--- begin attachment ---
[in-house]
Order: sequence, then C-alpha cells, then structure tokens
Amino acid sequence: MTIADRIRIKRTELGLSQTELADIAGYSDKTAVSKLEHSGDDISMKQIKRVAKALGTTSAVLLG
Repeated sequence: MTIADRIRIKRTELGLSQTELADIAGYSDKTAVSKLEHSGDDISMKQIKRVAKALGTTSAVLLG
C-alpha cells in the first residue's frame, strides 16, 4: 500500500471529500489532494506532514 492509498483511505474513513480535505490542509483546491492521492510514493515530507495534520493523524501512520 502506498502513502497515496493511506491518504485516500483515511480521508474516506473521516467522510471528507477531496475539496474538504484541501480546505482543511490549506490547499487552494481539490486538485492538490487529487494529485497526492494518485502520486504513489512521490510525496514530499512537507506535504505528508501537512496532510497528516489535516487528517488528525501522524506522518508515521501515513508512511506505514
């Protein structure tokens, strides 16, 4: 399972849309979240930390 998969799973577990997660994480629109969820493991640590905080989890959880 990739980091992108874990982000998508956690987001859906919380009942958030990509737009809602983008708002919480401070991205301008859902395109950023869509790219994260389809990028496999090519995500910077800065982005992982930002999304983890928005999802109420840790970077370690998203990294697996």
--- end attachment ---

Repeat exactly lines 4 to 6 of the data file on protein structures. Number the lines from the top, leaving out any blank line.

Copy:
Repeated sequence: MTIADRIRIKRTELGLSQTELADIAGYSDKTAVSKLEHSGDDISMKQIKRVAKALGTTSAVLLG
C-alpha cells in the first residue's frame, strides 16, 4: 500500500471529500489532494506532514 492509498483511505474513513480535505490542509483546491492521492510514493515530507495534520493523524501512520 502506498502513502497515496493511506491518504485516500483515511480521508474516506473521516467522510471528507477531496475539496474538504484541501480546505482543511490549506490547499487552494481539490486538485492538490487529487494529485497526492494518485502520486504513489512521490510525496514530499512537507506535504505528508501537512496532510497528516489535516487528517488528525501522524506522518508515521501515513508512511506505514
């Protein structure tokens, strides 16, 4: 399972849309979240930390 998969799973577990997660994480629109969820493991640590905080989890959880 990739980091992108874990982000998508956690987001859906919380009942958030990509737009809602983008708002919480401070991205301008859902395109950023869509790219994260389809990028496999090519995500910077800065982005992982930002999304983890928005999802109420840790970077370690998203990294697996």